The study of eastern Uralic branches is clearly underdeveloped relative to western ones, and in desperate need of a proper reassessment. This linguistic obscurity contrasts heavily with the decades-long tradition of categorically pinning ethnolinguistic labels (“Ugric” or “Hungarian”) to different prehistorical cultures by (post-)Soviet archaeology, and with the identification of Hungarian as Turkic continuing Turanist trends; 20th century papers showing one of both trends rarely if ever withstand basic scientific scrutiny.
The following is a combination of rewritten excerpts about Ugric in general and Hungarian in particular, as well as some other texts on the linguistic predecessor of the Old … Read the rest “Proto-Hungarian Homeland: East and West of the Urals?”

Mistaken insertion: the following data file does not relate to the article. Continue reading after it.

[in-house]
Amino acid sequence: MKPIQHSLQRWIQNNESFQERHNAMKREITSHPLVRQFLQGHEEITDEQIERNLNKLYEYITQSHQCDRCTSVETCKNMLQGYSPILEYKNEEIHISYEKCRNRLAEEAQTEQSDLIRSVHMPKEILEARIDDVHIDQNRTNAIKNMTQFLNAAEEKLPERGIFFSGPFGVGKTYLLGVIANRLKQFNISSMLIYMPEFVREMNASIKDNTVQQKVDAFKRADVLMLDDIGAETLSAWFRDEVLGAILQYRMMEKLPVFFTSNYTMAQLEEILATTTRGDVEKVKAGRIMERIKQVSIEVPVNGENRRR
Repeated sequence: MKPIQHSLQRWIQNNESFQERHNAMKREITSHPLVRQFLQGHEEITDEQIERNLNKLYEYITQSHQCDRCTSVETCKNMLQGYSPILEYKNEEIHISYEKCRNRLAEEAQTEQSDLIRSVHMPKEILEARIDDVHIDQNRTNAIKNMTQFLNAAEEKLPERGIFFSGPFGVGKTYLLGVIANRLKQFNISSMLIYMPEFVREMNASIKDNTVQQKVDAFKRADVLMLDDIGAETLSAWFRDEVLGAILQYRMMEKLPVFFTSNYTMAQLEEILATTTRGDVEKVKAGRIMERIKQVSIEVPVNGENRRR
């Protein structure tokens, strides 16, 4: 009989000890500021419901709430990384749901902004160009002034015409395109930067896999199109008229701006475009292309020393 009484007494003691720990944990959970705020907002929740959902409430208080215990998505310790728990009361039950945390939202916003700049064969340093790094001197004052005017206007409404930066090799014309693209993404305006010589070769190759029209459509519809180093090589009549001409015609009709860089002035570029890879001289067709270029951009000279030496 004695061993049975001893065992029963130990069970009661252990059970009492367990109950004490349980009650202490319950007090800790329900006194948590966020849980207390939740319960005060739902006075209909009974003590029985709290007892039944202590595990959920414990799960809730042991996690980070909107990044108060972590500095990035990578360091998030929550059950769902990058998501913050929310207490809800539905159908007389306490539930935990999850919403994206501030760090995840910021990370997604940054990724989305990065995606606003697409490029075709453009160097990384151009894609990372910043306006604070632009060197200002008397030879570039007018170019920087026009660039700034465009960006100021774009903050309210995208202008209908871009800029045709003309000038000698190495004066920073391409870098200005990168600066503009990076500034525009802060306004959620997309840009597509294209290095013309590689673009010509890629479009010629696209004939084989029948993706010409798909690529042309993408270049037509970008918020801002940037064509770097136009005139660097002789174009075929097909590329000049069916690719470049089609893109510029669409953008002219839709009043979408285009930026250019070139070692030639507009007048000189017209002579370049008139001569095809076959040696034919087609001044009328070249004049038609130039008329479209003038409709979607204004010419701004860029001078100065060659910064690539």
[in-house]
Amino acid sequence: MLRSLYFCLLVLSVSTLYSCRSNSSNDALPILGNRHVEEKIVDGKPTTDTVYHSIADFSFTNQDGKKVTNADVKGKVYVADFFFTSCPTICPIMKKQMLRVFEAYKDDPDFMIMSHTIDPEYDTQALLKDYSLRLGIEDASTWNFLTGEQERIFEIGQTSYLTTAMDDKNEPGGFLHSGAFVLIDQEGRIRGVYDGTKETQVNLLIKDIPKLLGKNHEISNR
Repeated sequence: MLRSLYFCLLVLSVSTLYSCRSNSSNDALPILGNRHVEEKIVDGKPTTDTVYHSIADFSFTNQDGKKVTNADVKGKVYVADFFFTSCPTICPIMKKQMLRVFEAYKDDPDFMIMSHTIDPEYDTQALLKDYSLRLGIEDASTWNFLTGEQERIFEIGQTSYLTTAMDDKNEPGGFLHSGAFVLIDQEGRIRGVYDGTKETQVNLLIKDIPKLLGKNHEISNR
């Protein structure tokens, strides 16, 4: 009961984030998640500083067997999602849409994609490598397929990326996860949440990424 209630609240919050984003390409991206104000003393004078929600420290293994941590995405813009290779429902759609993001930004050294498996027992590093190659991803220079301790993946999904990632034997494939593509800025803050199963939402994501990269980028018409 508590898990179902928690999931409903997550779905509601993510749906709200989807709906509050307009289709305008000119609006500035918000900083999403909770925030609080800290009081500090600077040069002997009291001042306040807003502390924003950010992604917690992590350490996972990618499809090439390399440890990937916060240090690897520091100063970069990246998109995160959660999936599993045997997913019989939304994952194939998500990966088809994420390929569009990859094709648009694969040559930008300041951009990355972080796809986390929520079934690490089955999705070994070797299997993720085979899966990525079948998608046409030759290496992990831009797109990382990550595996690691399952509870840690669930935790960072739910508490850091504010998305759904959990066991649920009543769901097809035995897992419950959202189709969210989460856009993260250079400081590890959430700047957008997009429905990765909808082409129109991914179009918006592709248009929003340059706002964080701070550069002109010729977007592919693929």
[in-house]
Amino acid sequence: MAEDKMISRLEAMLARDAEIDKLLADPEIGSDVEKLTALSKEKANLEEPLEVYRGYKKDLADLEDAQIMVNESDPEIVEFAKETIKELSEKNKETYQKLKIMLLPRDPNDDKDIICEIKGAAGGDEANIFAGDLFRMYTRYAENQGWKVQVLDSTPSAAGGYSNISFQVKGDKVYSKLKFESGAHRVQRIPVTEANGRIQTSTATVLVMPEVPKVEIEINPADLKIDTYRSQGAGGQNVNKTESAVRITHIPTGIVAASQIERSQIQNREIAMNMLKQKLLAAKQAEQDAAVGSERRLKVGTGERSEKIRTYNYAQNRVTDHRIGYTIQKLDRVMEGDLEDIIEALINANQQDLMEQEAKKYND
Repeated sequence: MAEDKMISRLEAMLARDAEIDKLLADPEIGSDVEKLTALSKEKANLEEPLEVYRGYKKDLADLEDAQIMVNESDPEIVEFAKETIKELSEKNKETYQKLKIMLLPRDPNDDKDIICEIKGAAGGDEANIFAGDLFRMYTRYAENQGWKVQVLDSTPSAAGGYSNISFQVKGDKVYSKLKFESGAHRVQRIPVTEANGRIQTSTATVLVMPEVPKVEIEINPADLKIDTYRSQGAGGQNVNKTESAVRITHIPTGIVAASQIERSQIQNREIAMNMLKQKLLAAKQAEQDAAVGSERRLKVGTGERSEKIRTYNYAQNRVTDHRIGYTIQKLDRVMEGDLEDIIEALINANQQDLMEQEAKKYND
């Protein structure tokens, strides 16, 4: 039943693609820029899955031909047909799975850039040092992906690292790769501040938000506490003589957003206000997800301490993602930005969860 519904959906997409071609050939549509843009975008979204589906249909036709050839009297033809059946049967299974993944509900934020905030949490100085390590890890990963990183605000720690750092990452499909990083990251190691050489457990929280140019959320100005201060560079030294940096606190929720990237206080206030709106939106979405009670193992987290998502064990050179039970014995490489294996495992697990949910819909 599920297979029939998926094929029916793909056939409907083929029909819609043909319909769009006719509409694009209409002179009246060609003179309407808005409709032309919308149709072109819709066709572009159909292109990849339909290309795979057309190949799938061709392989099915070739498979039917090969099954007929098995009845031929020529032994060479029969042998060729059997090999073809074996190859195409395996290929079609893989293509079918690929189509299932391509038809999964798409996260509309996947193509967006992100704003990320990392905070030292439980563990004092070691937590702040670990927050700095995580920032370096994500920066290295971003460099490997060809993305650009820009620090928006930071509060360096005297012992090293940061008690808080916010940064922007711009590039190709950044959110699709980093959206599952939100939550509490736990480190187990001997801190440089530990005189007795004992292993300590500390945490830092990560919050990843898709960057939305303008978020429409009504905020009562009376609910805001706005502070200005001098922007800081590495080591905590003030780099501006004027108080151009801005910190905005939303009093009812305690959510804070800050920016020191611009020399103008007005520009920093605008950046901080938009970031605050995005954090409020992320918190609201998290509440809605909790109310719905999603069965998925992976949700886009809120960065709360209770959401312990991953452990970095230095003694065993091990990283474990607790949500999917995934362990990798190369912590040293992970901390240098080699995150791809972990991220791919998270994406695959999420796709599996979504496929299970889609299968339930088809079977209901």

The Nightmare Week of “N1c=Uralic” proponents (see here) continues, now with preprint Y-chromosome haplogroups from Hun, Avar and conquering Hungarian period nomadic people of the Carpathian Basin, by Neparaczki et al. bioRxiv (2019).
Hun, Avar and conquering Hungarian nomadic groups arrived into the Carpathian Basin from the Eurasian Steppes and significantly influenced its political and ethnical landscape. In order to shed light on the genetic affinity of above groups we have determined Y chromosomal haplogroups and autosomal loci, from 49 individuals, supposed to represent military leaders. Haplogroups from the Hun-age are consistent with Xiongnu ancestry of European
… Read the rest “Magyar tribes brought R1a-Z645, I2a-L621, and N1a-L392(xB197) lineages to the Carpathian Basin”